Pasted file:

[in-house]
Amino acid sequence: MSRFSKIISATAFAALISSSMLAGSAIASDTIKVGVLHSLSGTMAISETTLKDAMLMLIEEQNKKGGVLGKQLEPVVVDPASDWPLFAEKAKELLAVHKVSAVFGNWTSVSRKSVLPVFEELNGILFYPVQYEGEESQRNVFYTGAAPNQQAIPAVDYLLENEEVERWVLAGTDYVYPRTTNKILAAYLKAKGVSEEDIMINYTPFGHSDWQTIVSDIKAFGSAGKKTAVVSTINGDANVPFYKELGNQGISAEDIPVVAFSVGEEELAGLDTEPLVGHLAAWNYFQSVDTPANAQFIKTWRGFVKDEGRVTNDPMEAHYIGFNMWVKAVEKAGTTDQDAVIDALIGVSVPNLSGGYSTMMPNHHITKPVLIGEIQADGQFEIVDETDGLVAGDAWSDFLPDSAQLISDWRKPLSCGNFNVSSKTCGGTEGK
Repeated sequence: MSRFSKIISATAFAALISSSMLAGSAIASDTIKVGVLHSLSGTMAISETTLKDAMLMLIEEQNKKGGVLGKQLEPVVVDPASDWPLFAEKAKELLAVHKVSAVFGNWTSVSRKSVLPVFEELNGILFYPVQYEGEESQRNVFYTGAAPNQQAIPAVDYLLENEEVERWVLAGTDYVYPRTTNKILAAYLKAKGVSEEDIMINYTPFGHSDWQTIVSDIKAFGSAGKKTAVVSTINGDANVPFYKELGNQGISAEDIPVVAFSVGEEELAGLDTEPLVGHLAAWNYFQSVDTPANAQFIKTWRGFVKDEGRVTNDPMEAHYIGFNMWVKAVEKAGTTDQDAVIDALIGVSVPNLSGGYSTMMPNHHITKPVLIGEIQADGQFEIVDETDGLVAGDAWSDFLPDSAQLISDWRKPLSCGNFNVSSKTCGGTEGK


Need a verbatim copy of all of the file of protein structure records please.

[in-house]
Amino acid sequence: MSRFSKIISATAFAALISSSMLAGSAIASDTIKVGVLHSLSGTMAISETTLKDAMLMLIEEQNKKGGVLGKQLEPVVVDPASDWPLFAEKAKELLAVHKVSAVFGNWTSVSRKSVLPVFEELNGILFYPVQYEGEESQRNVFYTGAAPNQQAIPAVDYLLENEEVERWVLAGTDYVYPRTTNKILAAYLKAKGVSEEDIMINYTPFGHSDWQTIVSDIKAFGSAGKKTAVVSTINGDANVPFYKELGNQGISAEDIPVVAFSVGEEELAGLDTEPLVGHLAAWNYFQSVDTPANAQFIKTWRGFVKDEGRVTNDPMEAHYIGFNMWVKAVEKAGTTDQDAVIDALIGVSVPNLSGGYSTMMPNHHITKPVLIGEIQADGQFEIVDETDGLVAGDAWSDFLPDSAQLISDWRKPLSCGNFNVSSKTCGGTEGK
Repeated sequence: MSRFSKIISATAFAALISSSMLAGSAIASDTIKVGVLHSLSGTMAISETTLKDAMLMLIEEQNKKGGVLGKQLEPVVVDPASDWPLFAEKAKELLAVHKVSAVFGNWTSVSRKSVLPVFEELNGILFYPVQYEGEESQRNVFYTGAAPNQQAIPAVDYLLENEEVERWVLAGTDYVYPRTTNKILAAYLKAKGVSEEDIMINYTPFGHSDWQTIVSDIKAFGSAGKKTAVVSTINGDANVPFYKELGNQGISAEDIPVVAFSVGEEELAGLDTEPLVGHLAAWNYFQSVDTPANAQFIKTWRGFVKDEGRVTNDPMEAHYIGFNMWVKAVEKAGTTDQDAVIDALIGVSVPNLSGGYSTMMPNHHITKPVLIGEIQADGQFEIVDETDGLVAGDAWSDFLPDSAQLISDWRKPLSCGNFNVSSKTCGGTEGK